November 5th, 2011
Anyone with a brand would be asking this question – what is the ROI on a Facebook fan? Jon Bird from Inside Retail has managed to hunt down an article that gives some insight into this question – .
Anyone in business knows that it’s often easier to retain the customers you have rather than ‘recruit’ new customers to your brand. Tough economic times such as those we are experiencing now, and the level of competition that can be seen to get the almighty consumer dollar, makes this scenario especially true.
With many brands now having Facebook pages for their fans, it is worth asking the question – What is the value of a Facebook fan?
Some interesting revelations emerged via the study Jon Bird came across – ‘The Value of a Facebook Fan: An Empirical Review’, by an organisation in the US called Syncapse
The study (undertaken about a year ago) looked at 20 of the top brands on Facebook in the US. Fans and non-fans were compared on six variables: product spending; loyalty; propensity to recommend; brand affinity; media value; and acquisition cost. The brands studied were skewed towards manufacturers, but did include Victoria’s Secret, Starbucks and McDonald’s. What became apparent was that fans are quantifiably more valuable to businesses across all variables:
• On average, fans spend an additional US$71.84 per year on products compared to those who are not fans (In the case of McDonald’s, fans reported spending US$159.79 more per year).
• Fans are 28 per cent more likely than non-fans to continue using the brand.
• Fans are 41 per cent more likely than non-fans to recommend a ‘liked’ brand to their friends.
So here’s the question for you, have you got your Facebook page set up?
May 12th, 2011
When it comes to social networking, Google hasn’t had a very good run. Google Wave no longer exists, while Google Buzz got off on the wrong foot (with privacy invasion) when it first rolled out. In the next few weeks Google will launch its +1 button – which functions the same as Facebook’s ‘Like’ button. Given its track record, will Google ever be able to go social? If a company such as Google can’t build a successful online community, what hope is there for us market researchers?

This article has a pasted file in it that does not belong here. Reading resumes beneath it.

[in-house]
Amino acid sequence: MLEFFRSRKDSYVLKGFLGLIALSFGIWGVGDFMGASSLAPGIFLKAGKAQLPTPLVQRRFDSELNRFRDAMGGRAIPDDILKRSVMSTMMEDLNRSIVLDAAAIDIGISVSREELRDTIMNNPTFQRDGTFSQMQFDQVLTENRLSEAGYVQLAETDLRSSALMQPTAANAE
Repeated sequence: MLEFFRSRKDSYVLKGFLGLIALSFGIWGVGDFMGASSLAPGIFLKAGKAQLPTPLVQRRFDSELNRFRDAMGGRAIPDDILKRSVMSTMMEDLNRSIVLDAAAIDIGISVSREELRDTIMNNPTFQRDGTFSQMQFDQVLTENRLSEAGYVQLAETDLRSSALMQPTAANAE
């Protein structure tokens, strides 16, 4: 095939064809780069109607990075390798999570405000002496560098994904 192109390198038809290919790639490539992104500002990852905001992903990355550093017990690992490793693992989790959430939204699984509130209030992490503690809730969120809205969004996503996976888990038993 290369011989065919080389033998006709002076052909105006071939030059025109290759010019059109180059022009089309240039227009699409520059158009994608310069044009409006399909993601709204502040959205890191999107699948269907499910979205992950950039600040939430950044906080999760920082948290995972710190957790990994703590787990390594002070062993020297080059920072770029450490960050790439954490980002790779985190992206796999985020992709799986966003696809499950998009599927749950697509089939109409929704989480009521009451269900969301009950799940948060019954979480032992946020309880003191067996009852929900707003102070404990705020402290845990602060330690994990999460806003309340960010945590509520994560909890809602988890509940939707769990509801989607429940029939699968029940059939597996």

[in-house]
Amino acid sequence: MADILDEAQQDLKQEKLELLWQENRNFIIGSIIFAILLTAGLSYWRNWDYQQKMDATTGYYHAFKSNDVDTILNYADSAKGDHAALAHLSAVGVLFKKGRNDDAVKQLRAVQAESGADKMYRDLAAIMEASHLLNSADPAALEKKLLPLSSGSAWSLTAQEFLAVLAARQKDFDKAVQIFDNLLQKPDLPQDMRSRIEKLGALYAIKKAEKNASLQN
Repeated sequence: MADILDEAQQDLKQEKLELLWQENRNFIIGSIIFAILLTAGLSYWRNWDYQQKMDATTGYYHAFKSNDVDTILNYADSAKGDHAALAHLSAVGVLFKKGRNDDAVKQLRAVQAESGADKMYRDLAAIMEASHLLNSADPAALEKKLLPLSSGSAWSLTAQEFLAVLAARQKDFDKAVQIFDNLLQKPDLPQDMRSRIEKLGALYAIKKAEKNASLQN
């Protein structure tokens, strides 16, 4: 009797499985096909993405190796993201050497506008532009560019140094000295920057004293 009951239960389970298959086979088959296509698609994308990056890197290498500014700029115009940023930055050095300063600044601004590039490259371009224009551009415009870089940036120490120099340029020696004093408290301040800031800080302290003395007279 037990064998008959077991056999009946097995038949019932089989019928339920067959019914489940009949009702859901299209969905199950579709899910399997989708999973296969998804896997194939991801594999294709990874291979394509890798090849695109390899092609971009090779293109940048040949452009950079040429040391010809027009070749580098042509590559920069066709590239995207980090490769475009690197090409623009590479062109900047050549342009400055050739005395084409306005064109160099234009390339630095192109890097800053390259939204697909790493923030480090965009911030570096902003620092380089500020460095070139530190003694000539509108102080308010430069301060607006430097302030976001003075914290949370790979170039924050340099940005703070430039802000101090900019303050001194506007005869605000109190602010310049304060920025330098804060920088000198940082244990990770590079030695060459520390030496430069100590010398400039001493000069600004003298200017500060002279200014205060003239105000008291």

Google obviously has the technological savvy to create these types of social networking platforms, but its core offer isn’t about being social, it’s about being useful. Google Search, Maps, News, Scholar. It’s about getting the user on and off a page as quickly as possible, with the information needed. Social media offers fun, entertainment and interaction – keeping the user on the platform for as long as possible.
Building an online community takes more than just providing a platform. Ignoring ‘the social’ impacts considerably on how your community grows – if it does at all. When establishing an insights community, keep in mind the lessons of Google. It’s just as much about interaction as it is information.
July 22nd, 2010
It’s official, today Facebook reached its 500 million friend mark, and to celebrate the site has launched a page for users to share their Facebook Stories.
These stories are a testament to the influence of social media in the lives of everyday people. Themes range from love, friendship, and family to politics, sports and small business.
The language employed by these users depicts just how influential Facebook is. Littered throughout these stories are words such as connect, helped me, together, reach, closer – and, what I think is the most significant word Everyday.
It is the everyday-ness of Facebook that makes it extraordinary.
Social media has come a long way since the birth of Facebook in 2004. It is no longer the exclusive territory of tech-savvy kids, but a legitimate form of communication… and it has just become the daily habit of 500 million people.